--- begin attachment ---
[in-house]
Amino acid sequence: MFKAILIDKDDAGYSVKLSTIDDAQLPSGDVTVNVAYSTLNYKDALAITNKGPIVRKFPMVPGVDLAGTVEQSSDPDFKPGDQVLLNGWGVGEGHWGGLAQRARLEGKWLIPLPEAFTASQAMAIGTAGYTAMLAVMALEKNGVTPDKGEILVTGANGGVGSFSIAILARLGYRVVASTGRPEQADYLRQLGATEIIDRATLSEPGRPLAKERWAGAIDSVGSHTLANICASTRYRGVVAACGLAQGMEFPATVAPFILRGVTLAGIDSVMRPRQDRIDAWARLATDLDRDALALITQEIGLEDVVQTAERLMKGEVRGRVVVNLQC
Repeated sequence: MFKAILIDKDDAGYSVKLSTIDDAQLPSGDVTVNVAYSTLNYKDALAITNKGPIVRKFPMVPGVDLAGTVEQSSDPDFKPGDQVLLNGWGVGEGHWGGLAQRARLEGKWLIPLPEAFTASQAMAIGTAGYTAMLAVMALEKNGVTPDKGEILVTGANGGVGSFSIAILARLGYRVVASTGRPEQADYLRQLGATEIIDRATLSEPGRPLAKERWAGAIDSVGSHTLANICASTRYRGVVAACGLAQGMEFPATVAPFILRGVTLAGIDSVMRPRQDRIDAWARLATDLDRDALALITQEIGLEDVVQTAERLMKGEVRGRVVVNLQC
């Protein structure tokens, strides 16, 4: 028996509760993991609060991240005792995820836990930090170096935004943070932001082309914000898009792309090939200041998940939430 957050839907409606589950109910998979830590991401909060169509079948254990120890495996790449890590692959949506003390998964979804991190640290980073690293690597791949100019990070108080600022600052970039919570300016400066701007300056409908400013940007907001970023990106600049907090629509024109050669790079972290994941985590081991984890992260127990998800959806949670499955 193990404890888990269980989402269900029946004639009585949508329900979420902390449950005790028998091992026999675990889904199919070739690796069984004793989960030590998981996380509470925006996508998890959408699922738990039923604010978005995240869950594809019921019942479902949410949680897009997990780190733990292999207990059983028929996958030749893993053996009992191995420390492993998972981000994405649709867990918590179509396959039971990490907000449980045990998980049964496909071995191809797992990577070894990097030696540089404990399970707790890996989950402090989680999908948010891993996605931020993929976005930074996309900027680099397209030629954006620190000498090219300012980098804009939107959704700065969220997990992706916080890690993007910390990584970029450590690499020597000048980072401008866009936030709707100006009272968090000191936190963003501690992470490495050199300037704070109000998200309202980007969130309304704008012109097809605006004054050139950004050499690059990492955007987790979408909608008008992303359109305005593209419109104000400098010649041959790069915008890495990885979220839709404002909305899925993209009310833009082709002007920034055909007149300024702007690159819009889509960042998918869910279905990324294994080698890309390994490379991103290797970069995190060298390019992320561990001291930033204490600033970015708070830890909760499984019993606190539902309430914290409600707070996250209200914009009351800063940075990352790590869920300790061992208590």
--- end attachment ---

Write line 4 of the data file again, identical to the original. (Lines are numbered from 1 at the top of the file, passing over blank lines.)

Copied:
């Protein structure tokens, strides 16, 4: 028996509760993991609060991240005792995820836990930090170096935004943070932001082309914000898009792309090939200041998940939430 957050839907409606589950109910998979830590991401909060169509079948254990120890495996790449890590692959949506003390998964979804991190640290980073690293690597791949100019990070108080600022600052970039919570300016400066701007300056409908400013940007907001970023990106600049907090629509024109050669790079972290994941985590081991984890992260127990998800959806949670499955 193990404890888990269980989402269900029946004639009585949508329900979420902390449950005790028998091992026999675990889904199919070739690796069984004793989960030590998981996380509470925006996508998890959408699922738990039923604010978005995240869950594809019921019942479902949410949680897009997990780190733990292999207990059983028929996958030749893993053996009992191995420390492993998972981000994405649709867990918590179509396959039971990490907000449980045990998980049964496909071995191809797992990577070894990097030696540089404990399970707790890996989950402090989680999908948010891993996605931020993929976005930074996309900027680099397209030629954006620190000498090219300012980098804009939107959704700065969220997990992706916080890690993007910390990584970029450590690499020597000048980072401008866009936030709707100006009272968090000191936190963003501690992470490495050199300037704070109000998200309202980007969130309304704008012109097809605006004054050139950004050499690059990492955007987790979408909608008008992303359109305005593209419109104000400098010649041959790069915008890495990885979220839709404002909305899925993209009310833009082709002007920034055909007149300024702007690159819009889509960042998918869910279905990324294994080698890309390994490379991103290797970069995190060298390019992320561990001291930033204490600033970015708070830890909760499984019993606190539902309430914290409600707070996250209200914009009351800063940075990352790590869920300790061992208590």